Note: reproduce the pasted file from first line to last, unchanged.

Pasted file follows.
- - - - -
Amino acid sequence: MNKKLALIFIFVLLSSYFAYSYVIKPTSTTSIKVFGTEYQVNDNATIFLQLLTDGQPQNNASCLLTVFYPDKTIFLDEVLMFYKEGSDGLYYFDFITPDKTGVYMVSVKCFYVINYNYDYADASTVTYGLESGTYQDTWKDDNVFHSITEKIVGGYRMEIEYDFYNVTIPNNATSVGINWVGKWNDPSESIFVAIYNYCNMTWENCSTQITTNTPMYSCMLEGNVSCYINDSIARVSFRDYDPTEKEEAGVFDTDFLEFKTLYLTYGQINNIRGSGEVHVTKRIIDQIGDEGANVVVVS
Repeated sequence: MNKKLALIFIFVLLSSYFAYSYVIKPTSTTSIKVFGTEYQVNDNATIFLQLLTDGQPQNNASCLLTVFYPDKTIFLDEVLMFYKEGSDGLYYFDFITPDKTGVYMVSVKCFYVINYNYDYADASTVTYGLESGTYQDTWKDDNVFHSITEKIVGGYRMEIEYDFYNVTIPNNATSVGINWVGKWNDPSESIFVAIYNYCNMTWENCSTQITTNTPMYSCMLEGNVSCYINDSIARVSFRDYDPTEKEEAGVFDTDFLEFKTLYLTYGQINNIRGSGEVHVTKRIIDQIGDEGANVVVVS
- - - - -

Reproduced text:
Amino acid sequence: MNKKLALIFIFVLLSSYFAYSYVIKPTSTTSIKVFGTEYQVNDNATIFLQLLTDGQPQNNASCLLTVFYPDKTIFLDEVLMFYKEGSDGLYYFDFITPDKTGVYMVSVKCFYVINYNYDYADASTVTYGLESGTYQDTWKDDNVFHSITEKIVGGYRMEIEYDFYNVTIPNNATSVGINWVGKWNDPSESIFVAIYNYCNMTWENCSTQITTNTPMYSCMLEGNVSCYINDSIARVSFRDYDPTEKEEAGVFDTDFLEFKTLYLTYGQINNIRGSGEVHVTKRIIDQIGDEGANVVVVS
Repeated sequence: MNKKLALIFIFVLLSSYFAYSYVIKPTSTTSIKVFGTEYQVNDNATIFLQLLTDGQPQNNASCLLTVFYPDKTIFLDEVLMFYKEGSDGLYYFDFITPDKTGVYMVSVKCFYVINYNYDYADASTVTYGLESGTYQDTWKDDNVFHSITEKIVGGYRMEIEYDFYNVTIPNNATSVGINWVGKWNDPSESIFVAIYNYCNMTWENCSTQITTNTPMYSCMLEGNVSCYINDSIARVSFRDYDPTEKEEAGVFDTDFLEFKTLYLTYGQINNIRGSGEVHVTKRIIDQIGDEGANVVVVS